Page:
It isn’t pointful to adduce Melbourne’s house-building programmes in this context. Melbourne isn’t Auckland. Regardless of what anyone might think about it, and no matter whom you might wish to blame for it, there isn’t enough housing in Auckland to meet the demand of virtually unrestricted immigration. Auckland is full. The government ought to have taken steps years ago to restrict immigration; that it has not done so is illustrative of the fact that it has no other tricks bar this one up its sleeve to make the economy look like it’s not on life support. Smoke and mirrors…. and a tragedy in the making.

    I’d reinforce what Sammy said above: two issues are being conflated here, and the PM was guilty of it in that “Morning Report” interview. He was being questioned about high immigration numbers putting pressure on infrastructure. And it was he who talked about the RSE scheme, which is a red herring. By its nature, it doesn’t put pressure on housing and other infrastructure, most especially not in Auckland: it’s work visa immigration doing that.

    Comment by D'Esterre — September 7, 2016 @ 11:45 pm

  54. @D’E

    To be fair, Danyl’s comments were specifically about agricultural employment (with a focus on allowing fruit pickers to take lots of drugs) rather than Auckland.

    A.

    Comment by Antoine — September 8, 2016 @ 12:55 am

  55. “The RSE scheme and immigration are being conflated by some commenters here.”

    Also in the original post.

    Comment by Ortvin Sarapuu — September 8, 2016 @ 2:50 am

  56. Auckland is not full. There will be enough housing in Auckland if we build it. We can build at a rate of construction similar to other cities and accommodate our levels of population growth.

    Comment by unaha-closp — September 8, 2016 @ 11:13 am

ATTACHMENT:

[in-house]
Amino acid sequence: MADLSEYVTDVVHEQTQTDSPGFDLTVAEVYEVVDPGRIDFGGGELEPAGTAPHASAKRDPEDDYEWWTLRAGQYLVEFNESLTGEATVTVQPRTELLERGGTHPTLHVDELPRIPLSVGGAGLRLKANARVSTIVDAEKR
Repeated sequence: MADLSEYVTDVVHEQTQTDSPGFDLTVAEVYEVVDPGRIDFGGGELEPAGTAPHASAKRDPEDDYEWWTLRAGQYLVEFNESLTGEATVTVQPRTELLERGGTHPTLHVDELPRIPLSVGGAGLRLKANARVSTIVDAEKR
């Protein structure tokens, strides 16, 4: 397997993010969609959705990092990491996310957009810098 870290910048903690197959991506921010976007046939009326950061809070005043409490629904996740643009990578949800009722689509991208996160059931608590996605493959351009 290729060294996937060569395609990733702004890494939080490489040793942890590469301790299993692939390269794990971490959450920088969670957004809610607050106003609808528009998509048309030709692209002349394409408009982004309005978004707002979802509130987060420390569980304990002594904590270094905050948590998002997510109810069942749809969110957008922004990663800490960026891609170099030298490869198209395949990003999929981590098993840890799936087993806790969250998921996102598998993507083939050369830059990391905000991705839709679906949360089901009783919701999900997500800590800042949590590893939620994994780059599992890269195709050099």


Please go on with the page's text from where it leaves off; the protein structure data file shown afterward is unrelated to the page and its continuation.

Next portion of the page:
57. I can understand employers wanting to test that their employees are not working under the influence of P or cocaine, for example. But the test for pot is completely ridiculous – you can come up positive if you smoked a joint or two a month ago, or a week ago, or a few days ago. How is that relevant in any way to your job performance? All the talk about useless stoners is total bollocks, I know plenty of people who smoke regularly and are highly motivated, intelligent people with high-level jobs.

    I worked managing a business in the UK that employed low-skilled workers. We had trouble finding motivated people, so offered a better hourly rate and signed up as a living wage employer, and found it much easier to get enthusiastic staff. Whether or not they smoked pot every now and then (or even every day!) had nothing to do with it.

    Comment by orphanpiglet — September 14, 2016 @ 11:30 am

  58. I can understand employers wanting to test that their employees are not working under the influence of P or cocaine, for example.

    @orphanpiglet – I know plenty of people who do coke regularly and are highly motivated, intelligent people with high-level jobs.
    I’m not sure why you would consider that a brightline in terms of whether a drug testing regime is ridiculous or not.

    Comment by Gregor W — September 14, 2016 @ 11:44 am